Almost two years passed before the instant motion was made. In support of the motion, Mr. Guyette has attached some of the documents described above, which had also been sent as attachments to his March 2004 letter to the Court, and states: “Despite the Court and defense counsel’s awareness that I was representing the claimant, I did not receive notice of the Calendar Call and I did not receive any notice of defense counsel’s Motion for Dismissal. I neither had an opportunity to appear in court nor an opportunity to be heard in opposition to defendant’s motion.”

In opposition to this motion, counsel for Defendant has submitted copies of all of the correspondence relating to this claim in the records of the Department of Law. These documents reveal no reference to an attorney appearing for Claimant until March 26, 2001, when Claimant wrote to AAG Shoemaker saying that “I have a[n] attorney looking [at] my claim right now” and giving Mr. Guyette’s address and telephone number (Romani affirmation, Exhibit H). Thereafter, the Attorney General received the April 9, 2001 letter from Mr. Guyette asking for an extension of time to May 7, 2001 to respond to discovery demands and, two years later, the May 8, 2003 Bill of Particulars and discovery responses were received.

In most circumstances, a motion to restore a claim must be made within one year of the service of an order or judgment of dismissal (Court of Claims Act § 19(3); 22 NYCRR § 206.15; CPLR 5015[a]). In some circumstances, however, Courts have held that they have the inherent power to vacate a judgment “in the interest of justice” even after the one-year period has expired (see e.g. Molesky v Molesky, 255 AD2d 821). From the chronology set forth above and contained in Defendant’s responsive papers, it would appear that neither Claimant nor Mr. Guyette received a copy of Judge Read’s order until May 14, 2003, when the latter received a faxed copy from the Attorney General. Notwithstanding this delay in receipt of the Court’s Order, the instant motion was filed more than two and one-half years after that receipt.

A party seeking to vacate a default must demonstrate a reasonable excuse for its default in appearing on the motion and a meritorious cause of action (see e.g. Cippitelli v Town of Niskayuna, 277 AD2d 540, 541). The excuse for this default, the attorney’s failure to file a notice of appearance with the Court and formally notify it of Claimant’s representation, is neither reasonable nor acceptable (G.E. Capital Mortg. Services, Inc. v Holbrooks,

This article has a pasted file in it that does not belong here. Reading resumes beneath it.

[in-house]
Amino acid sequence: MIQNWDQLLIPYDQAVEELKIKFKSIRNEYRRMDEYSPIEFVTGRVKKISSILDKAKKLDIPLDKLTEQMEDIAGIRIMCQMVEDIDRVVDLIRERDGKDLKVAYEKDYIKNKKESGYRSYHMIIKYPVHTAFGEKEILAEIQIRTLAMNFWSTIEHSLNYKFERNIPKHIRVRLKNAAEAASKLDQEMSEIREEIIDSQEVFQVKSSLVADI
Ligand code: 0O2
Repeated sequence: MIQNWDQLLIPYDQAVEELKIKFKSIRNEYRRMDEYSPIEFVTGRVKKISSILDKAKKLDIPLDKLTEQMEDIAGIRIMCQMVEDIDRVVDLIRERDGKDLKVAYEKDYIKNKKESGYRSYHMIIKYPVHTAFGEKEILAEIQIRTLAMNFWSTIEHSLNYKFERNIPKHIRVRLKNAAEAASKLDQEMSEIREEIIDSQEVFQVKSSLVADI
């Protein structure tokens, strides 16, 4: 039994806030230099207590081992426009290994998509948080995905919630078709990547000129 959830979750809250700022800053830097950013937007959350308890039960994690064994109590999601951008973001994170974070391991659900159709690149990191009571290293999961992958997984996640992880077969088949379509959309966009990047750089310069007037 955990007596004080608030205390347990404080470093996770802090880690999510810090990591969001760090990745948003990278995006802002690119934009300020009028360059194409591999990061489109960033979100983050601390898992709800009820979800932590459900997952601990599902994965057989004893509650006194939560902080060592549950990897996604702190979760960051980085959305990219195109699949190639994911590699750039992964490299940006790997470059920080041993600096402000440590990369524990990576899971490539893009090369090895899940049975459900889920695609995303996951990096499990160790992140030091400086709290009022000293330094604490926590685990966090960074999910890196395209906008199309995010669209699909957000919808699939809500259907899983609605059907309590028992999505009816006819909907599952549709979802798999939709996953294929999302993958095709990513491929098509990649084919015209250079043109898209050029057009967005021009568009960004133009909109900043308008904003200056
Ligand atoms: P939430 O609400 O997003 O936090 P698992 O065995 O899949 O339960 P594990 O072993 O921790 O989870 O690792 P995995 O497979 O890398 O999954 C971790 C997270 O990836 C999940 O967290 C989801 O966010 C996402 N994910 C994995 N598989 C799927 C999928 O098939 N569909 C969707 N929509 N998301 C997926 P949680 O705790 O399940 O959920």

245 AD2d 170 [1st Dept 1997] [confusion generated by substitution of attorneys was an inadequate excuse for defendant's default]). While law office failure no longer precludes relief from a default as a matter of law (CPLR 2005), it can nevertheless be an improvident exercise of discretion to relieve a party’s default in some instances, where there have been extended delays and noncompliance with orders or deadlines (Gass v Gass, 101 AD2d 849 [2d Dept 1984]; Shumalski v Government Employees Ins. Co., 80 AD2d 975, 976 [3d Dept 1981]). Furthermore, and unfortunately in this case, until there has been a formal notice of appearance, the attorney of record (here, Claimant himself) must answer and be responsible for an action and for the failure of others to act (Loomis v Sebasta, 43 AD2d 877 [3d Dept 1974]).

In view of the inordinate delay in seeking to restore this claim, and the lack of an acceptable excuse for the default that lead to its dismissal, the motion is DENIED.

July 21, 2006
Albany, New York

Judge of the Court of Claims

[1]. The year is not expressly stated but Claimant also alleged that he served a Notice of Intention on the Attorney General on January 7, 2000, within 90 days of the date his claim accrued.
[2]. This notice of entry relates to the Decision and Order on Motion No. M-63103, issued April 6, 2001 by former Court of Claims Judge Ferris D. Lebous, which denied Claimant’s motion to proceed as a poor person and for assignment of counsel. On the Decision and Order, Claimant is listed as having appeared pro se.